Beyond healthcare: the future of biotechnology
The search for cures and vaccines during the COVID-19 pandemic has brought the biotechnology industry into sharp focus.
Beyond the COVID-19 pandemic though, what does the future hold for this industry and the broader healthcare sector?
Kanish Chugh, co-Head of Sales at ETF Securities, discussed the future of biotechnology and healthcare with Scott Power, Senior Analyst covering Healthcare, Life Science and Technology for Morgans Financial Limited.
Defining healthcare and biotechnology
The healthcare sector represents all businesses providing medical goods and services to treat patients.
“The way we look at healthcare in Australia is we put it into four buckets…Pharmaceuticals, so that’s like CSL. Medical devices, so Cochlear, ResMed. The services, so the hospital operators like Ramsay Healthcare, and the fourth bucket is diagnostics. So that’s Sonic Healthcare and some of the telehealth offerings that are out there,” says Mr Power.
He notes healthcare represents about 8% of the ASX300 index within Australia, with 23 companies listed, ranging from CSL with a market capitalisation of $130 billion down to Monash IVF with a market capitalisation of $230 million.
Biotechnology falls within the healthcare sector, often within the pharmaceuticals space.
Specifically, though, biotechnology refers to technologies using biological processes. Biotechnology companies focus on research, development, manufacturing and/or marketing of products based on biological and genetic information to treat human diseases.
This is the sub-industry covering COVID-19 vaccine development and testing.
Mr Power says, “I think it’s 12 products in human testing at the moment and with over 100 in pre-clinical development…It’s big household name companies like Merck, Pfizer, Gilead, Eli Lilly are all working towards trying to find some sort of vaccine and/or therapeutic (cure).”
The US and FDA approvals
In terms of healthcare and biotechnology, the US is the largest market with the US Food & Drug Administration (FDA) approval process considered the gold standard.
“The US FDA is one body, once you've got it, it goes right across the whole country. Their healthcare system is much more complex than ours, but again, once you have the approval and the appropriate reimbursement encoding, the ability for you to get across a larger patient population is much easier,” says Mr Power.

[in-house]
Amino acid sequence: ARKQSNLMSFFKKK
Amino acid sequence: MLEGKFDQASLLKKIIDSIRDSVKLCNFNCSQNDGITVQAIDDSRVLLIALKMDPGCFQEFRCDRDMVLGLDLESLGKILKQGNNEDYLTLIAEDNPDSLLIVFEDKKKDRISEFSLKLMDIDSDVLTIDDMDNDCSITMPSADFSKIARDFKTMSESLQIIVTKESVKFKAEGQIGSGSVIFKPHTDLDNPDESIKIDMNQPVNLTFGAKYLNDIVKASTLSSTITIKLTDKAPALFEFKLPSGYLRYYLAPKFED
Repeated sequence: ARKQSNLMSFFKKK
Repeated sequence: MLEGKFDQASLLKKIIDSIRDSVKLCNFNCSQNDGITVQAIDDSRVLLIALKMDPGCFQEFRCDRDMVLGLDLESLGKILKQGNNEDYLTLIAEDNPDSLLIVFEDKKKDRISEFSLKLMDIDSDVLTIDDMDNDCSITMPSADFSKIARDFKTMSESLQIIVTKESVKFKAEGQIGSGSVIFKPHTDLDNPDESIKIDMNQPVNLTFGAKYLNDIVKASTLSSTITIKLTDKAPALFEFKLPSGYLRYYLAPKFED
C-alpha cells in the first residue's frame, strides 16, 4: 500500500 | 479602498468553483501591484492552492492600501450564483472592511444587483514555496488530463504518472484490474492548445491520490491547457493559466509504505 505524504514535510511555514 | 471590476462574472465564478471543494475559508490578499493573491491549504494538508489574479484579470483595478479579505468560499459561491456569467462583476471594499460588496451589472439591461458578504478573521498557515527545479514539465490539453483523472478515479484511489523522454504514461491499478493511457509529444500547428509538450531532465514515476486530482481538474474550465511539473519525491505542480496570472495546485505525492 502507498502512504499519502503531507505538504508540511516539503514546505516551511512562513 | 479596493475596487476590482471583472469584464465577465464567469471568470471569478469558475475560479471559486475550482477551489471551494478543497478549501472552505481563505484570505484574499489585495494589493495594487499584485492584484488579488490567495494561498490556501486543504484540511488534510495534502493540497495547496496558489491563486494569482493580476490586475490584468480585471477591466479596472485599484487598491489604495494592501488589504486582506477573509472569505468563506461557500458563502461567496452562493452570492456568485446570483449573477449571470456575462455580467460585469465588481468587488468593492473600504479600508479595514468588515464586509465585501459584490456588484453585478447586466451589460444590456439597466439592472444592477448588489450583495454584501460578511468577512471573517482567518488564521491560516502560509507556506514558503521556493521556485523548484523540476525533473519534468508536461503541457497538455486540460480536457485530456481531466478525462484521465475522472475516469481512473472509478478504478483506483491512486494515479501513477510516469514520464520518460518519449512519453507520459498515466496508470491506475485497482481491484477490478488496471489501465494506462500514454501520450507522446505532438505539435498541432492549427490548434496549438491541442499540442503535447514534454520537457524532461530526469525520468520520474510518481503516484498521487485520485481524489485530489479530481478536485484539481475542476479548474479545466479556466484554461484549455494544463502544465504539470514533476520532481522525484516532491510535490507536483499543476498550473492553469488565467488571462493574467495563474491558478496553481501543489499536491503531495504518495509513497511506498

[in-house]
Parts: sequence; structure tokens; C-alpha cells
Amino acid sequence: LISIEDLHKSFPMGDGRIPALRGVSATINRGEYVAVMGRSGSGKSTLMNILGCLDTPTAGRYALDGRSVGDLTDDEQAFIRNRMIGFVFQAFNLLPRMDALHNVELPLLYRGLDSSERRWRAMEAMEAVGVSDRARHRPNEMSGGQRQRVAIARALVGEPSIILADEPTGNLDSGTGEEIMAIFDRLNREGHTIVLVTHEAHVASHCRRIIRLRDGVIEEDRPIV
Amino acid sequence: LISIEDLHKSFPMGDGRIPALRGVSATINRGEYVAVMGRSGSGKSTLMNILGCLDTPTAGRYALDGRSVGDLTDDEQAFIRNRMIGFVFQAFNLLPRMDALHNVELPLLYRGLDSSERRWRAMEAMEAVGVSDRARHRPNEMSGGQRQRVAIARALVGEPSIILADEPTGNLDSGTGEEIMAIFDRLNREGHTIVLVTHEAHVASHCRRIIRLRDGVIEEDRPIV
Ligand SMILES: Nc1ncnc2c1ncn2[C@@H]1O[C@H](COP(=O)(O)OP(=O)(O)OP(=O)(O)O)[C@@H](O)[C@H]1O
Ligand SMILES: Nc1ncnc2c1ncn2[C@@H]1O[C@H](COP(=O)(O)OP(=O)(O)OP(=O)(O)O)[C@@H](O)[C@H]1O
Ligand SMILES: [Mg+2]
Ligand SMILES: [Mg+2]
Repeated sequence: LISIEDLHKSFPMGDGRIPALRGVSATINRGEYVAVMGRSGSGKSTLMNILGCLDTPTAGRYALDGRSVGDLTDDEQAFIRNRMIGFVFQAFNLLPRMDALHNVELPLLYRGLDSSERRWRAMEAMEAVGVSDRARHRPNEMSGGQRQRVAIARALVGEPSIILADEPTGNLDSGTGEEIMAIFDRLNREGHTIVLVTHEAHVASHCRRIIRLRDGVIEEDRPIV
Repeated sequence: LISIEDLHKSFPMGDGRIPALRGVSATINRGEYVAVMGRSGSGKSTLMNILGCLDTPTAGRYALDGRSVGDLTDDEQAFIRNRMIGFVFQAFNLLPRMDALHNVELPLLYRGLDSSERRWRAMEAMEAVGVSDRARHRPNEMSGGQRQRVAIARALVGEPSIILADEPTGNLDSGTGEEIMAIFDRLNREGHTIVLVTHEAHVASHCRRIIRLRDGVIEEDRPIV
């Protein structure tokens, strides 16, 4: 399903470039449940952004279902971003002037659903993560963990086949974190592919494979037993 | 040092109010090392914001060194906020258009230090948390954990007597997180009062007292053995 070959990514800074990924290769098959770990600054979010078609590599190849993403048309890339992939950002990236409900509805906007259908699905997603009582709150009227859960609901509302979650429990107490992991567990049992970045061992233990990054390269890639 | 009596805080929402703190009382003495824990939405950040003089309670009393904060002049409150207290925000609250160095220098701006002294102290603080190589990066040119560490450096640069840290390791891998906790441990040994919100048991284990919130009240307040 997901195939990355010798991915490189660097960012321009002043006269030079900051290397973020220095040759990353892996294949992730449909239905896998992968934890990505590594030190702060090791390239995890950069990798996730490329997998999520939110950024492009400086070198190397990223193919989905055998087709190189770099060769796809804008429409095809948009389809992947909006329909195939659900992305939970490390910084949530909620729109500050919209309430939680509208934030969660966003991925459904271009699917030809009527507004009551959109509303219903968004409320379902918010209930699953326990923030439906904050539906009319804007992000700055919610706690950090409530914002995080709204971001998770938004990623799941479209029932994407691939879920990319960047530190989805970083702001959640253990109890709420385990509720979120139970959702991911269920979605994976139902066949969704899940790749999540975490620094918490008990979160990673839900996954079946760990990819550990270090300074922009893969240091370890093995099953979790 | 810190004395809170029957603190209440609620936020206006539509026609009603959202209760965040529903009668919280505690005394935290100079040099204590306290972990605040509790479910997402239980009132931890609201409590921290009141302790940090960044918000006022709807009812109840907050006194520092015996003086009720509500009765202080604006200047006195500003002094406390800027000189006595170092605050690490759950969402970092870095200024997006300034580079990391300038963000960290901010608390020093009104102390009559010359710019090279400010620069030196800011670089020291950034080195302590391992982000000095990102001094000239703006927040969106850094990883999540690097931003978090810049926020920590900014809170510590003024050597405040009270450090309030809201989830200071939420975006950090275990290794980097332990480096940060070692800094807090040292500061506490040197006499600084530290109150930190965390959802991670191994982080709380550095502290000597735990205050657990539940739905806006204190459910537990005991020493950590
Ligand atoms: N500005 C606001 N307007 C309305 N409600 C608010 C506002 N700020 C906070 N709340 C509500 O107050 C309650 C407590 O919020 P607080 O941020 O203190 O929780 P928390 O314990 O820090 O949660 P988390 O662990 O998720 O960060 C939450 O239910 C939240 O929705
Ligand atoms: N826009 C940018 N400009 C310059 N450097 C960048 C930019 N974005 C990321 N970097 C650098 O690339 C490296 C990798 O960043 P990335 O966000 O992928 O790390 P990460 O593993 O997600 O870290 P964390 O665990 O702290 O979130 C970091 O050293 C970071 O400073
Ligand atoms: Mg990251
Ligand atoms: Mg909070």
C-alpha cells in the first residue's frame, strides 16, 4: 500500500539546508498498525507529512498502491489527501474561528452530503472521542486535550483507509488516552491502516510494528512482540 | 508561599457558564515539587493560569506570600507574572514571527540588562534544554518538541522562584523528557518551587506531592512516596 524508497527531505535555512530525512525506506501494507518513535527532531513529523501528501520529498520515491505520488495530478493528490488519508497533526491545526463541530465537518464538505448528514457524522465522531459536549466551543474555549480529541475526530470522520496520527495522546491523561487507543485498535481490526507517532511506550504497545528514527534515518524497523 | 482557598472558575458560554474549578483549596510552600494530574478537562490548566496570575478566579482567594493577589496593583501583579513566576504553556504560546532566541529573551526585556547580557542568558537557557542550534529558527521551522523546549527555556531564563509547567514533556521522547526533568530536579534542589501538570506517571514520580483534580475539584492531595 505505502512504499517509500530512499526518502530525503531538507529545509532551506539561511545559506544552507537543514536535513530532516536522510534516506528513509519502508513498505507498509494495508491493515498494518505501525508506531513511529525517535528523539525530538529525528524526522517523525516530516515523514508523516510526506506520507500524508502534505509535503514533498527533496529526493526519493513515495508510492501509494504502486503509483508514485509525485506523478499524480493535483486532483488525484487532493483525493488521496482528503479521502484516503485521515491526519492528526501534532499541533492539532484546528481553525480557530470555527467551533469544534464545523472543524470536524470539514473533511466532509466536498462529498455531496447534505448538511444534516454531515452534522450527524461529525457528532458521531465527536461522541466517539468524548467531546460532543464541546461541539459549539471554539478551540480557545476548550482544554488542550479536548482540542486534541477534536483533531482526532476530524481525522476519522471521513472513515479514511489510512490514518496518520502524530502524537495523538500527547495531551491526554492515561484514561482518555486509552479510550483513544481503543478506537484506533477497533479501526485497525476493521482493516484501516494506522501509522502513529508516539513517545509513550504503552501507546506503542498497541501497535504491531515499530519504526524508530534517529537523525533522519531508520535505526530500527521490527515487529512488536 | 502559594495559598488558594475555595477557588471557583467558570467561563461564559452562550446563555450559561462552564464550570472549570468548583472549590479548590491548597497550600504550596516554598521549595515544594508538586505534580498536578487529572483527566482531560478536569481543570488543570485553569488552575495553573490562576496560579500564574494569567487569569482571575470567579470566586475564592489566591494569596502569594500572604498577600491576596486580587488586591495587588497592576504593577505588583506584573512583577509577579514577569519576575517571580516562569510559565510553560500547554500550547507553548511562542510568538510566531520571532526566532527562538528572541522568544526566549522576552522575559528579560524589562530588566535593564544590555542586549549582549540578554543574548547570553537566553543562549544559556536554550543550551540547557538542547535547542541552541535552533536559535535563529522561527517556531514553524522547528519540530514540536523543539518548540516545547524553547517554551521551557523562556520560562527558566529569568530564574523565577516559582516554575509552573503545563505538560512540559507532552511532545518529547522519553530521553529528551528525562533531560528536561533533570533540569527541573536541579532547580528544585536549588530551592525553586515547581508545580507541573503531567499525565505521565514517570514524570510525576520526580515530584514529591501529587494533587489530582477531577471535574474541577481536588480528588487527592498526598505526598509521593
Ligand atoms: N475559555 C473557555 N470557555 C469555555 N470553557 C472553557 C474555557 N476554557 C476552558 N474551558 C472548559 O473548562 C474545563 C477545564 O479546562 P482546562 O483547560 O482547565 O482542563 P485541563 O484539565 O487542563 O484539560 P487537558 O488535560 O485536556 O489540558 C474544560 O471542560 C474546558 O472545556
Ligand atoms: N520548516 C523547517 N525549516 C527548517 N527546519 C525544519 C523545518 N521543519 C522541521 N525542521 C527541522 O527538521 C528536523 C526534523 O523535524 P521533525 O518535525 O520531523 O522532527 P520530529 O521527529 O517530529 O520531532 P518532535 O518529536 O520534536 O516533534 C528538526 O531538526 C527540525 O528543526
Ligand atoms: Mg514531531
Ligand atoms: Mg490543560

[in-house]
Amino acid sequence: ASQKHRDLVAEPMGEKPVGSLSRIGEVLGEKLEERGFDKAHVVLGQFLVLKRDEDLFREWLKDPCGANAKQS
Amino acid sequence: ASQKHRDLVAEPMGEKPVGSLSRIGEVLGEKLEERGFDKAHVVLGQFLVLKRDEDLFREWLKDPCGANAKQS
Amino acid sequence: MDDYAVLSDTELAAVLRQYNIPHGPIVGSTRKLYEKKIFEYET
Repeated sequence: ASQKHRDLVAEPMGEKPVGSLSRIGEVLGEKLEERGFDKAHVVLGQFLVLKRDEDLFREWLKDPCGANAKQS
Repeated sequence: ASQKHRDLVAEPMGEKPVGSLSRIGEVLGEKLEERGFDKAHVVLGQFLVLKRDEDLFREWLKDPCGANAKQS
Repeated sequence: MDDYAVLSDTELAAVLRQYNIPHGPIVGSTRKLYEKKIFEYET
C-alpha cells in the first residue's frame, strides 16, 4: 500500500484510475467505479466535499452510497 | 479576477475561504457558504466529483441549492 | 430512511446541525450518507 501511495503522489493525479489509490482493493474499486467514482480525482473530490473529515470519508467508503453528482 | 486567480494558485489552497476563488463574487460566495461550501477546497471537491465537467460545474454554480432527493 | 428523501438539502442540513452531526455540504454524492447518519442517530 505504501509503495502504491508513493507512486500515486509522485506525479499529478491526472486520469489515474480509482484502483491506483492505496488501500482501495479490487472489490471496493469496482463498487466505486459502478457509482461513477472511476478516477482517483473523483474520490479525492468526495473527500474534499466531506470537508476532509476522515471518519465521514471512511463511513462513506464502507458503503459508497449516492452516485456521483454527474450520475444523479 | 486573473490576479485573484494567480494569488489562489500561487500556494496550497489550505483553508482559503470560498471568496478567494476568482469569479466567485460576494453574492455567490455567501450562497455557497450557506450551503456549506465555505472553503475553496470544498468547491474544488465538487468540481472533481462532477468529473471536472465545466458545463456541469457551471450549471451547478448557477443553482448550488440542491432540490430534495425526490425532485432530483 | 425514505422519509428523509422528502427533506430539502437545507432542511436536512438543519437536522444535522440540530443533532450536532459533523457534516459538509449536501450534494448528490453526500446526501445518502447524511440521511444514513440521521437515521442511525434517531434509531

From that perspective, many healthcare companies such as Moderna or Gilead have based their companies within the US to improve ease of access to both FDA approvals and the large US population.
The COVID-19 pandemic has resulted in fast-tracked processes for testing vaccines and therapeutics for the virus but this may be a negative for non-COVID vaccines and cures.
Mr Power says, “a lot of clinical trials have been put on hold. So, if you can’t recruit, because of isolation type issues, then you can’t actually conduct the trial. So a lot of companies, not only in Australia but around the world have actually put their clinical trials on hold.”
While the fast-tracking during COVID-19 has given some hope for more efficient FDA processes in the future, Mr Power believes change is unlikely.
“The drug approval process is well entrenched, well established, you’ve got to go through certain hoops, safety… and tested against larger population groups, that’s not going to change. Will the timing of those trials change? I think we are always finding better ways to get through these clinical trials,” he says.
Ongoing evolution of the sector
The COVID-19 pandemic has accelerated some change within healthcare.
Mr Power says, “we are seeing some clear structural shifts, we've talked about telemedicine or remote monitoring. It's really gone from a nice to have to a must have… In terms of government policy… one of the issues previously is the reimbursement for teleconsult has been quite low. They have increased it during the COVID crisis to encourage more teleconsults but it needs to be maintained. So, I think we can definitely see a change in government policy from that perspective. In terms of other structural shifts we're seeing, we spoke about the diagnostic side, there's real trend towards rapid diagnostic, whether it's home testing, particularly with the current pandemic, but putting that to one side, that whole concept of early quick detection of conditions and diseases is certainly very much to the forefront. And that will continue.”
Healthcare and biotechnology as a sub-industry have been tipped to benefit from a globally ageing population and the ongoing need for disease treatment. Biotechnology in particular is forecast to reach more than $729 billion in 2025.
“What we’ve seen over the last 10 years is healthcare as a sector tends to outperform most other sectors… We expect that to continue… I think it’s important for investors to make sure they have exposure to global healthcare companies,” says Mr Power.
He notes that company selection from the global front can be difficult but it complements and diversifies the more concentrated Australian exposure to the sector.
“Do you want to back Gilead… or Moderna, they’re working on a vaccine, they’ve got a market cap of $30 billion, but they actually don’t have a product. So that’s a highly speculative play,” he says.
From that perspective, he suggests using ETFs such as ETFS S&P Biotech ETF (ASX code: CURE) or actively managed funds which capture the top companies, to assist investors to manage the risks and volatility inherent in the sector.
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